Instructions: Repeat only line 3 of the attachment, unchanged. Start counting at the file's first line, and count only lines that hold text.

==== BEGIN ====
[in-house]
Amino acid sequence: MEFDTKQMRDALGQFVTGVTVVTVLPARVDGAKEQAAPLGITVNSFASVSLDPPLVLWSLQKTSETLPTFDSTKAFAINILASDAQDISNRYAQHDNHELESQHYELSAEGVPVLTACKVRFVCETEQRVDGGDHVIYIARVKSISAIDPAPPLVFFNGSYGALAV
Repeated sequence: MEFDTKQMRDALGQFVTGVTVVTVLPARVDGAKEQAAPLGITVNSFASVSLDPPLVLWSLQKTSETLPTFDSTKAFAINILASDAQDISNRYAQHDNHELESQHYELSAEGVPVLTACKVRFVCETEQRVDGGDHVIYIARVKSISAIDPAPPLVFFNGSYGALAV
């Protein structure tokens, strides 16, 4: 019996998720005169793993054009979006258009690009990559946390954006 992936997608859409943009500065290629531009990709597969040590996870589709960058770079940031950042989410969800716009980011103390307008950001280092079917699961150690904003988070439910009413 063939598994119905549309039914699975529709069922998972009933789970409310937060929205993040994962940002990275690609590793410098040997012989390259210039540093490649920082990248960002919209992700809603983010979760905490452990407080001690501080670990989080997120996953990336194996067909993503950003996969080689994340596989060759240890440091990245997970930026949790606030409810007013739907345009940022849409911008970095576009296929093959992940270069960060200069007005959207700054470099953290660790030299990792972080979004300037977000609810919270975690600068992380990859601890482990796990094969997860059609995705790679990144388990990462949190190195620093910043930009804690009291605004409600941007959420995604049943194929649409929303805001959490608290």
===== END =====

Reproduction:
Repeated sequence: MEFDTKQMRDALGQFVTGVTVVTVLPARVDGAKEQAAPLGITVNSFASVSLDPPLVLWSLQKTSETLPTFDSTKAFAINILASDAQDISNRYAQHDNHELESQHYELSAEGVPVLTACKVRFVCETEQRVDGGDHVIYIARVKSISAIDPAPPLVFFNGSYGALAV